Indians Also Enlist In The Hunts; And It Is Estimated That Upwards Of
$200,000 Worth Of Furs Are Annually Taken From Our Territory And Sold
To The Hudson's Bay Company.
It is high time indeed that a military
post should be established somewhere on the Red River by our
The Hudson's Bay Company is now a powerful monopoly. Not
so magnificent and potent as the East India Company, it is still a
powerful combination, showering opulence on its members, and
reflecting a peculiar feature in the strength and grandeur of the
British empire a power, which, to use the eloquent language of
Daniel Webster, "has dotted over the whole surface of the globe with
her possessions and military posts whose morning drum-beat,
following the sun, and keeping company with the hours, circles the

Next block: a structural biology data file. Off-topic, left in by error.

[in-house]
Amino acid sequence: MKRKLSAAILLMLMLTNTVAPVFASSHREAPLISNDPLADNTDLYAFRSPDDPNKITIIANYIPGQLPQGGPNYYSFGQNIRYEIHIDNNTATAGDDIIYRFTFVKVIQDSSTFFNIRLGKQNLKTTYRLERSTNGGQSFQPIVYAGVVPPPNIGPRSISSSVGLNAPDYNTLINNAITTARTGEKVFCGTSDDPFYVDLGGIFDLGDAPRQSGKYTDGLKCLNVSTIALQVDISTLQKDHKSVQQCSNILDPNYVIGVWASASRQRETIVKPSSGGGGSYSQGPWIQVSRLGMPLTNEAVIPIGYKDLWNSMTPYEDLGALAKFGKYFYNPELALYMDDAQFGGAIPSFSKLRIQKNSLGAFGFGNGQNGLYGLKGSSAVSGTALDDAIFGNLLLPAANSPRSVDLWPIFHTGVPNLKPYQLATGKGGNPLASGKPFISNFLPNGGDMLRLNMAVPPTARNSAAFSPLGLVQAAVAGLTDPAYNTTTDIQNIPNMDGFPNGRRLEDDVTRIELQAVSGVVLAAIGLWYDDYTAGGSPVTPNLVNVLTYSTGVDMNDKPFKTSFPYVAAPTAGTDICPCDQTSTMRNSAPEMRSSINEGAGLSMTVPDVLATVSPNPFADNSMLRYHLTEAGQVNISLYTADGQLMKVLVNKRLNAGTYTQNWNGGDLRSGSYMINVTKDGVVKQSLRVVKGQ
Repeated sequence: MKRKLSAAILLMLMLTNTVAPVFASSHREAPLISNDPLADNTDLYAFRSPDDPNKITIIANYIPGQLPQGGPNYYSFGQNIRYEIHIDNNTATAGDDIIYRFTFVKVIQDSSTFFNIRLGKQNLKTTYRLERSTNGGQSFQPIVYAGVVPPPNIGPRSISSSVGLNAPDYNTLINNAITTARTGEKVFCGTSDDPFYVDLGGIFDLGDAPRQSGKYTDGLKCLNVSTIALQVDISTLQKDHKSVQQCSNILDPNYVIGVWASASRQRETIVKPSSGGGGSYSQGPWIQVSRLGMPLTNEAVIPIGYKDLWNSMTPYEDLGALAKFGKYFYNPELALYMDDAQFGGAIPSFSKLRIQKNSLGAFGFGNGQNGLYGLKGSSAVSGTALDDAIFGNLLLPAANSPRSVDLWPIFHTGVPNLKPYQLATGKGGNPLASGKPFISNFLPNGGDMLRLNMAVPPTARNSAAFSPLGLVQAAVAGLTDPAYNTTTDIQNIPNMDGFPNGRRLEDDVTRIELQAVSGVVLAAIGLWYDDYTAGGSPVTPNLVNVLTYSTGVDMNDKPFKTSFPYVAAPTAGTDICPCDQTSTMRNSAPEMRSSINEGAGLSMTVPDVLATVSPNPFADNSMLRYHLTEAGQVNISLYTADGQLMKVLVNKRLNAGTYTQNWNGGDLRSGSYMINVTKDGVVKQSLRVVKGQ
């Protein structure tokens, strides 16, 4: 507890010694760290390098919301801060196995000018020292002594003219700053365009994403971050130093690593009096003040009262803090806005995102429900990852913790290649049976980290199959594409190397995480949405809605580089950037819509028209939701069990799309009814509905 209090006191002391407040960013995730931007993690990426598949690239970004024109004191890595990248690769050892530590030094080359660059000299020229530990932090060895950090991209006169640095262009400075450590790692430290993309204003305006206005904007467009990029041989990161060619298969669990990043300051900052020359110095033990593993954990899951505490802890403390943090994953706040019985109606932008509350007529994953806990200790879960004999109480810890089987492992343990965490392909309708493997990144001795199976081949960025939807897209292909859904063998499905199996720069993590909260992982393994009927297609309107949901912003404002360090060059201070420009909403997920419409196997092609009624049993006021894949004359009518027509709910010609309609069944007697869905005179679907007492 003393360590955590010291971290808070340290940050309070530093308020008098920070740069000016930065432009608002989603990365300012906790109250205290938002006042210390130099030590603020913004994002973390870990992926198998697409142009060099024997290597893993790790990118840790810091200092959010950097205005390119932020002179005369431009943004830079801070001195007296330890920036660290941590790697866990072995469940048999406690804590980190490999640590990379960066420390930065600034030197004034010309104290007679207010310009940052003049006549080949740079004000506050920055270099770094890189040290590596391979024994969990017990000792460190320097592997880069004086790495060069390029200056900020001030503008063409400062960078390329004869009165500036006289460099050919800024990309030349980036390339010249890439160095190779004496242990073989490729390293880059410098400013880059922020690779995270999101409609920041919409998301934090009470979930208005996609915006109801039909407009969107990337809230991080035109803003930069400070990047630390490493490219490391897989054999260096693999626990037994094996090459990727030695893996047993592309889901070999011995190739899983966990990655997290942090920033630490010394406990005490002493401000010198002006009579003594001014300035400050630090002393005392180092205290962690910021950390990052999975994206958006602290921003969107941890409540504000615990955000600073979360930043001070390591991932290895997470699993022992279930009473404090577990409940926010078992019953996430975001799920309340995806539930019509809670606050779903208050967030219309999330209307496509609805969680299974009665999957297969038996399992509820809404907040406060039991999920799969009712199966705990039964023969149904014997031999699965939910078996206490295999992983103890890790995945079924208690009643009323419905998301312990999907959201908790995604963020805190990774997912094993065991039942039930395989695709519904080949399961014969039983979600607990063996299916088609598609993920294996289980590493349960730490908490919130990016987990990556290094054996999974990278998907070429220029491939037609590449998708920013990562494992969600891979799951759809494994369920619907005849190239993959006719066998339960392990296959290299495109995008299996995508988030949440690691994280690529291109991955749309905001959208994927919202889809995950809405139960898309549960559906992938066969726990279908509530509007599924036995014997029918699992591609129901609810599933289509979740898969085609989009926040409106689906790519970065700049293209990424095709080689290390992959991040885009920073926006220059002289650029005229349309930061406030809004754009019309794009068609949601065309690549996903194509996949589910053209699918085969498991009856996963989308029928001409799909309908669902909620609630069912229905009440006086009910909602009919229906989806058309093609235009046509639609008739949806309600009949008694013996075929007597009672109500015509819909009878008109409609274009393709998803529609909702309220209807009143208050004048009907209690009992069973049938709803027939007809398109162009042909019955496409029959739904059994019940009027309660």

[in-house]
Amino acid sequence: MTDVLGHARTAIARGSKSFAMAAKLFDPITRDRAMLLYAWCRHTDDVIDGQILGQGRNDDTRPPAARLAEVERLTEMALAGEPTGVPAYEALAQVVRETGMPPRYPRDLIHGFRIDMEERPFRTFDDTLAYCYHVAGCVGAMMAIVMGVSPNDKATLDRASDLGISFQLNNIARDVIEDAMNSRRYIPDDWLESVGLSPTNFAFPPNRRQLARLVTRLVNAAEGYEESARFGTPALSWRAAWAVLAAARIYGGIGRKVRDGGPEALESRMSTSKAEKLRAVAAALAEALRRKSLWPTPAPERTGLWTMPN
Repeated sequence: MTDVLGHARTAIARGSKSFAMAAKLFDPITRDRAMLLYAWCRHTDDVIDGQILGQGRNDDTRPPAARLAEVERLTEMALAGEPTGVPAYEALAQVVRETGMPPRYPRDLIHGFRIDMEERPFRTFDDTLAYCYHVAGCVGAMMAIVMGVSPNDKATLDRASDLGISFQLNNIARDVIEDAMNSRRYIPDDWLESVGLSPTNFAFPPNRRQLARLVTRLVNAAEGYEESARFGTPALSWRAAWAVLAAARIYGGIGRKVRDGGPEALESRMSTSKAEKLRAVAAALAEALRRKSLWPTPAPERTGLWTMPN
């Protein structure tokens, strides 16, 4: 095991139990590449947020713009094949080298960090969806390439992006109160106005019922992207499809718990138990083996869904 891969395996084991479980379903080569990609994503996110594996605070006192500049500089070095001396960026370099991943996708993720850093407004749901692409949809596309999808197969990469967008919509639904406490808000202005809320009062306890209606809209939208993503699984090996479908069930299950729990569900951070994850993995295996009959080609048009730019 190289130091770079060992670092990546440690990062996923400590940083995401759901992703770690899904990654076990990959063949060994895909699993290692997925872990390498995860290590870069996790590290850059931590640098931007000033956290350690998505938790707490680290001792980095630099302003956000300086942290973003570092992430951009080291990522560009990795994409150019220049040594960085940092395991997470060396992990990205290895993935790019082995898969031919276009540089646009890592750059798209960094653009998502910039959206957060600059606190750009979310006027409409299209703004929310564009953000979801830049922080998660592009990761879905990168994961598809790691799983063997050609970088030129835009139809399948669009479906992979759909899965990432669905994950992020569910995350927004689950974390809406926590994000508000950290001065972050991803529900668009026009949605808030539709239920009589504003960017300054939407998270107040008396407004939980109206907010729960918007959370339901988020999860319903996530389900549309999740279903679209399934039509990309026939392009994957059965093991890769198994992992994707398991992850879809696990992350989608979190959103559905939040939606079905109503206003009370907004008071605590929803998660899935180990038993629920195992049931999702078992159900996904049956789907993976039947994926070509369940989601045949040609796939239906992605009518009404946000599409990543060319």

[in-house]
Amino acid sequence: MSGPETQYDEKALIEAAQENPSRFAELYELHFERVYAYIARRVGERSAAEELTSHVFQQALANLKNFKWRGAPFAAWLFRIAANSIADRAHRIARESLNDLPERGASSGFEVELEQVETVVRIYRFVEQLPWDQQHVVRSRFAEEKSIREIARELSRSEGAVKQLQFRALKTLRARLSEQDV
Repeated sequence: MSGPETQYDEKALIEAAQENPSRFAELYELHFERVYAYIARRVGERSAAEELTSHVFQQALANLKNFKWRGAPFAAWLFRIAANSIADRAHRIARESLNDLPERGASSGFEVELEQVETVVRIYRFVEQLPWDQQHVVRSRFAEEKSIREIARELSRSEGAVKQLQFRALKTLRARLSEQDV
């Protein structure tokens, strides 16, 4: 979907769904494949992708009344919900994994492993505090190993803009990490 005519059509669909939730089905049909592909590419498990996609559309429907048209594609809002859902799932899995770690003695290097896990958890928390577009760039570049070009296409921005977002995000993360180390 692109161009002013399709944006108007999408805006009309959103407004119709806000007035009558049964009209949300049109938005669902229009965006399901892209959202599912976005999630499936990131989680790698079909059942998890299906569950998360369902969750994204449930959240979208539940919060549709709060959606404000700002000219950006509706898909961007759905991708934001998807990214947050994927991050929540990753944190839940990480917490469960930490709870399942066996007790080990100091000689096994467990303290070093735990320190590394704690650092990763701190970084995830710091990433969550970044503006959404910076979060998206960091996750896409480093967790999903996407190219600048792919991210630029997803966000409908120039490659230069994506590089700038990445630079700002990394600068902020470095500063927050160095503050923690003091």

earth daily with one continuous and unbroken strain of martial music."
The company is growing richer every year, and its jurisdiction and its
lands will soon find an availability never dreamed of by its founders,
unless, as may possibly happen, popular sovereignty steps in to grasp
the fruits of its long apprenticeship. Some time ago I believe the
Canadas sought to annex this broad expanse to their own jurisdiction.
There are about two hundred members in the Hudson's Bay Company. The
charter gives them the power to legislate for the settlement. They
have many persons in their employ in England as well as in British
America. A clerk, after serving the company ten years, with a salary
of about $500 per annum, is considered qualified for membership, with
the right to vote in the deliberations of the company, and one share
in the profits.
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